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Steve Brown: I don't want to be a spokesman for people in wheelchairs when it comes to nature

The Paralympian will take his love of wildlife to the next level as he joins the prime-time show.

Paralympic athlete Steve Brown says he does not want to become a spokesman for disabled people as he makes his debut as a full-time Countryfile presenter.

A passionate nature enthusiast, he said he had no intention of campaigning for extra access paths to be built across wildlife habitats for people in wheelchairs.

Speaking ahead of his new role on the BBC wildlife show’s Sunday evening programme this weekend, he told the Radio Times: “The whole point is to give wildlife its space and not intrude on it.

“I don’t want to be seen as a spokesman for people in wheelchairs, but good people, with or without a disability, are respectful of the countryside and so wouldn’t want tarmac paths crossing through it because they respect the wildlife enough not to.

“There is enough countryside and enough pairs of binoculars to be able to see an awful long way.”

Steve, 35, was left paralysed from the chest down when he broke his neck falling from a balcony in Germany more than 10 years ago.

Previously a talented footballer and cricketer, he switched to wheelchair rugby and soon qualified for the Team GB squad, captaining the team at the London 2012 Paralympics.

Now, his move to the screen will see him pursue his lifelong love of the natural world.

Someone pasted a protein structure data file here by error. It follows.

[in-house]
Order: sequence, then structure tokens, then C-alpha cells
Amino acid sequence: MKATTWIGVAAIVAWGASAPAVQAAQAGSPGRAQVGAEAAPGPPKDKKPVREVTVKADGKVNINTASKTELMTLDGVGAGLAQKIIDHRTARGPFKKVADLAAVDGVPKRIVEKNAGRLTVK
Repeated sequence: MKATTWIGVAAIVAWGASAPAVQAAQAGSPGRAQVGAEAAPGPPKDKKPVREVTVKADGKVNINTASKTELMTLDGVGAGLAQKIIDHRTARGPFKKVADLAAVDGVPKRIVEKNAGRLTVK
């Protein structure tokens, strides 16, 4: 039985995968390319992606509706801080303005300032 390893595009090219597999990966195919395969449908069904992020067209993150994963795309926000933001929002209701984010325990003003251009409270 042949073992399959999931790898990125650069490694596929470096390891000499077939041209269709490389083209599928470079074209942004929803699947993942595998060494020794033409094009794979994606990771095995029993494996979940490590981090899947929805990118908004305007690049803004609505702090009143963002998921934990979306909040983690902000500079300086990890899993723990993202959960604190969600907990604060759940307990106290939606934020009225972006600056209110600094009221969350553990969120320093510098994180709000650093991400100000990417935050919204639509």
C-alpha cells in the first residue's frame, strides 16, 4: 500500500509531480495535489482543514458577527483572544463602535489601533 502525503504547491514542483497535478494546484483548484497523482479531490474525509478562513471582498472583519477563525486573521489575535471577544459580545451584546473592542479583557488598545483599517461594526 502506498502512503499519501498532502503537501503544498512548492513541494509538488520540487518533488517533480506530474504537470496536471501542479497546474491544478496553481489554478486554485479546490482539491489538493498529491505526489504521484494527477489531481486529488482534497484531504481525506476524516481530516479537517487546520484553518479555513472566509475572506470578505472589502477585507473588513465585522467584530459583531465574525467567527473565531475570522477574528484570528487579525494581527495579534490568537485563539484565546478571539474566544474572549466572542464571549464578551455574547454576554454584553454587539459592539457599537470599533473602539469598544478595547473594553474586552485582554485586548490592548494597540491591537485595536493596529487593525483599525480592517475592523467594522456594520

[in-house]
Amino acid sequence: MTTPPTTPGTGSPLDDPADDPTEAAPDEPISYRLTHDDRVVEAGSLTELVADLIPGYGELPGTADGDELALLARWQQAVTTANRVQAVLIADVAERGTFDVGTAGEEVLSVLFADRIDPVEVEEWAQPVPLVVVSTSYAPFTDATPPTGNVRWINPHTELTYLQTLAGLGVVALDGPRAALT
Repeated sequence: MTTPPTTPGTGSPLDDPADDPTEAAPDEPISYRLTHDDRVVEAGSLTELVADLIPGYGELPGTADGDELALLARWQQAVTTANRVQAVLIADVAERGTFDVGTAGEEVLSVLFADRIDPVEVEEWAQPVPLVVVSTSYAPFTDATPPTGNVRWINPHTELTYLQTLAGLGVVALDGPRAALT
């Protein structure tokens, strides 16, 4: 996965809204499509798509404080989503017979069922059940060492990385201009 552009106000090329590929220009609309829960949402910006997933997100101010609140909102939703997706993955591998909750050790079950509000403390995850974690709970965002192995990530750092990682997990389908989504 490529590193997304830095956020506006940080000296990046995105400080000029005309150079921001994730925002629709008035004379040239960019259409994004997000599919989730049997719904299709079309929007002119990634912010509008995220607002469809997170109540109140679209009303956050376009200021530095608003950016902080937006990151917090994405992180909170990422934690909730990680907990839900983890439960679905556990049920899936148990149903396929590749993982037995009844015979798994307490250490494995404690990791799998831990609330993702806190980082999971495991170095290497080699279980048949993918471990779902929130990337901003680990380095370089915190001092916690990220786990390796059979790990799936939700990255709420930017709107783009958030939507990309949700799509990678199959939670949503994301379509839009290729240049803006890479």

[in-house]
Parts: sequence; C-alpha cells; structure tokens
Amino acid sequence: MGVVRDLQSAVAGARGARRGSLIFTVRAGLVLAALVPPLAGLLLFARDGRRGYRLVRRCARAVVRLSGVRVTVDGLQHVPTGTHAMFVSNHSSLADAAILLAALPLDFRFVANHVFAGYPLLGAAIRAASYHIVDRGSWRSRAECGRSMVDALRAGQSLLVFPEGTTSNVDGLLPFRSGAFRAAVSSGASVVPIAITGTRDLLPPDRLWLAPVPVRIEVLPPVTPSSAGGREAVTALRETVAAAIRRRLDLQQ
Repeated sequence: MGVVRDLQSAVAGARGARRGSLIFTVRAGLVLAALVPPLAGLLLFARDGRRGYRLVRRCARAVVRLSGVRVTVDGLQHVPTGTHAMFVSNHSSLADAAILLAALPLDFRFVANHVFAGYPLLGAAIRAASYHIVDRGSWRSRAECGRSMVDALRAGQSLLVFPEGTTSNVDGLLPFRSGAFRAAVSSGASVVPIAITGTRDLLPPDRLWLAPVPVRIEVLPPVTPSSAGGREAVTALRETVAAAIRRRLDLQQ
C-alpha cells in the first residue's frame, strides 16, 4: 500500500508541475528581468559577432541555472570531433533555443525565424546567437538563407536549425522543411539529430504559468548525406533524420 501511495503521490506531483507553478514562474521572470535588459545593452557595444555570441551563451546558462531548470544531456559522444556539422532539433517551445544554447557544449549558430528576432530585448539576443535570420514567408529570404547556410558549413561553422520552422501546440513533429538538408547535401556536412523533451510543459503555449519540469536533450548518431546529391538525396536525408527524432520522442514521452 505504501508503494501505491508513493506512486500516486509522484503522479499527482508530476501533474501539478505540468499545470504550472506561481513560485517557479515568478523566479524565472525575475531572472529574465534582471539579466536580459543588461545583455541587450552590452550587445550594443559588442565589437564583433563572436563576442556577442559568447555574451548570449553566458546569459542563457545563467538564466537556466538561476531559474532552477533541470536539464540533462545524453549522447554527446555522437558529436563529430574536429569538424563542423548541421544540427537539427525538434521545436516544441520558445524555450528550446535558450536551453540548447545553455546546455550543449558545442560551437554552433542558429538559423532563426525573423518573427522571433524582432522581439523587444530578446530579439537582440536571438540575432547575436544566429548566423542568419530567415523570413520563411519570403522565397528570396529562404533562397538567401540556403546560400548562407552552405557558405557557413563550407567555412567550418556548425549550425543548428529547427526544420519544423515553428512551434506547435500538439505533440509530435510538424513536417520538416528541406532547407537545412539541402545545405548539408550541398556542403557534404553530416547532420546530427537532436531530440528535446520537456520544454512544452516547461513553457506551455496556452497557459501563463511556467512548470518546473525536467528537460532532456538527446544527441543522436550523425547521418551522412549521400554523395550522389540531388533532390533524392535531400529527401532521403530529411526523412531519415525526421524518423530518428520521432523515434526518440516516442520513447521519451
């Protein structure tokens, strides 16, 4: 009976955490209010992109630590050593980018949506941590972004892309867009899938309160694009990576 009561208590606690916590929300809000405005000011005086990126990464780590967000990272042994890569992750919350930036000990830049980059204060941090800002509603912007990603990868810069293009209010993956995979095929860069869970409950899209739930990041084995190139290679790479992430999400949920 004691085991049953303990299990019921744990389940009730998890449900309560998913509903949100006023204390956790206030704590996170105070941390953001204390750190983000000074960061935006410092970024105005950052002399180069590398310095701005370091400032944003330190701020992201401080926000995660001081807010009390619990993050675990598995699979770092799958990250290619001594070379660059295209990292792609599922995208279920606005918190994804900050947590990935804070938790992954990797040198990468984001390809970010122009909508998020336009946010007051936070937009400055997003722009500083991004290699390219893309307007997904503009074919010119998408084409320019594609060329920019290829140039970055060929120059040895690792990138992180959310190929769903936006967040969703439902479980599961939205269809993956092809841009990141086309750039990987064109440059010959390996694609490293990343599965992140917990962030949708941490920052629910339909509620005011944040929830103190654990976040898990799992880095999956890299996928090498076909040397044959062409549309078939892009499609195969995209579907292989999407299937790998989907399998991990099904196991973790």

“I grew up exploring the countryside around where I lived in Kent,” he said.

“If I wasn’t playing football with my mates I was catching tadpoles and slow worms, and I loved programmes like The Really Wild Show and everything with David Attenborough.”

Sunday night’s episode will see Brown join the Countryfile team alongside Matt Baker, Anita Rani, Adam Henson and Tom Heap as he explores the life of hares at a nature reserve outside Preston, Lancashire.

He said: “For me it is worth every flat tyre, every muddy set of hands, every wet lap.

“I want to be judged on my performance. I’m hoping people will see it’s about ability, not disability.”

On his commitment to sharing his devotion to wildlife with his own family, he added: “I can’t take my nephews out to play football or play on the swings and slides, but what I can do is take them out with a bird book and binoculars and hope the memories that I give them are the same as those that my dad gave me.”

Read the full interview in Radio Times, out now.

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